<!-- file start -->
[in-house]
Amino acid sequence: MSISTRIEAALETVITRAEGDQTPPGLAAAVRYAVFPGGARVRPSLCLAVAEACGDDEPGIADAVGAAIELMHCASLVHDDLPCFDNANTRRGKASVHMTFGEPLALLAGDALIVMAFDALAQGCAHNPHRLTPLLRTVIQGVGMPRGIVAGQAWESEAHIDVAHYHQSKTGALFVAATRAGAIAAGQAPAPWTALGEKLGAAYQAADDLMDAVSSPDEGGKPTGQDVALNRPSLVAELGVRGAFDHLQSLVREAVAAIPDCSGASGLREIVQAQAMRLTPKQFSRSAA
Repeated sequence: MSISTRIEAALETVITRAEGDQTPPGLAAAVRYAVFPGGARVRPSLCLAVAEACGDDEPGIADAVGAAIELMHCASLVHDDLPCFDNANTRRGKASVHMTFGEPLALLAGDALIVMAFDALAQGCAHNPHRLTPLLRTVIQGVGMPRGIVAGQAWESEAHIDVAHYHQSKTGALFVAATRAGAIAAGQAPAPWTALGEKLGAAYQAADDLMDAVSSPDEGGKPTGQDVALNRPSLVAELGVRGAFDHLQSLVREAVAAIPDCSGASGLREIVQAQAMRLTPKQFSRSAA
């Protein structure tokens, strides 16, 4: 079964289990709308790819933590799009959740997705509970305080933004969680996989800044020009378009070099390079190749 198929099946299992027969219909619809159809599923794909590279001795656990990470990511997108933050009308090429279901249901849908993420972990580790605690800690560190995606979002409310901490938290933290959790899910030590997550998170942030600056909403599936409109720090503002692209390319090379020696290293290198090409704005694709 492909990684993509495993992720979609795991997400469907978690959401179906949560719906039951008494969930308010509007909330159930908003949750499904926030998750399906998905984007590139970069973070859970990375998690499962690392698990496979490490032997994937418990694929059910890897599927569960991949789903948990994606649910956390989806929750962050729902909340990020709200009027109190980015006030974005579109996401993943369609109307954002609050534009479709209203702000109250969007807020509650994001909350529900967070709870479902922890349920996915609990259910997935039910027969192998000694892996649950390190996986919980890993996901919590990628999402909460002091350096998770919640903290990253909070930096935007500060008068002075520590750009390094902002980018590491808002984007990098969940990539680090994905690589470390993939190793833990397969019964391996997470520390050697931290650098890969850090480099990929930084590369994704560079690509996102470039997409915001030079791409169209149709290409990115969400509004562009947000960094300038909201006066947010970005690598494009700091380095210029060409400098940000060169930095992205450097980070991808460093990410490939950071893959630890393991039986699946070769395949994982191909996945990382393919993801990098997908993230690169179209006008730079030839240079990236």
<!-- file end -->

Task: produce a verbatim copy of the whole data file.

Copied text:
[in-house]
Amino acid sequence: MSISTRIEAALETVITRAEGDQTPPGLAAAVRYAVFPGGARVRPSLCLAVAEACGDDEPGIADAVGAAIELMHCASLVHDDLPCFDNANTRRGKASVHMTFGEPLALLAGDALIVMAFDALAQGCAHNPHRLTPLLRTVIQGVGMPRGIVAGQAWESEAHIDVAHYHQSKTGALFVAATRAGAIAAGQAPAPWTALGEKLGAAYQAADDLMDAVSSPDEGGKPTGQDVALNRPSLVAELGVRGAFDHLQSLVREAVAAIPDCSGASGLREIVQAQAMRLTPKQFSRSAA
Repeated sequence: MSISTRIEAALETVITRAEGDQTPPGLAAAVRYAVFPGGARVRPSLCLAVAEACGDDEPGIADAVGAAIELMHCASLVHDDLPCFDNANTRRGKASVHMTFGEPLALLAGDALIVMAFDALAQGCAHNPHRLTPLLRTVIQGVGMPRGIVAGQAWESEAHIDVAHYHQSKTGALFVAATRAGAIAAGQAPAPWTALGEKLGAAYQAADDLMDAVSSPDEGGKPTGQDVALNRPSLVAELGVRGAFDHLQSLVREAVAAIPDCSGASGLREIVQAQAMRLTPKQFSRSAA
């Protein structure tokens, strides 16, 4: 079964289990709308790819933590799009959740997705509970305080933004969680996989800044020009378009070099390079190749 198929099946299992027969219909619809159809599923794909590279001795656990990470990511997108933050009308090429279901249901849908993420972990580790605690800690560190995606979002409310901490938290933290959790899910030590997550998170942030600056909403599936409109720090503002692209390319090379020696290293290198090409704005694709 492909990684993509495993992720979609795991997400469907978690959401179906949560719906039951008494969930308010509007909330159930908003949750499904926030998750399906998905984007590139970069973070859970990375998690499962690392698990496979490490032997994937418990694929059910890897599927569960991949789903948990994606649910956390989806929750962050729902909340990020709200009027109190980015006030974005579109996401993943369609109307954002609050534009479709209203702000109250969007807020509650994001909350529900967070709870479902922890349920996915609990259910997935039910027969192998000694892996649950390190996986919980890993996901919590990628999402909460002091350096998770919640903290990253909070930096935007500060008068002075520590750009390094902002980018590491808002984007990098969940990539680090994905690589470390993939190793833990397969019964391996997470520390050697931290650098890969850090480099990929930084590369994704560079690509996102470039997409915001030079791409169209149709290409990115969400509004562009947000960094300038909201006066947010970005690598494009700091380095210029060409400098940000060169930095992205450097980070991808460093990410490939950071893959630890393991039986699946070769395949994982191909996945990382393919993801990098997908993230690169179209006008730079030839240079990236």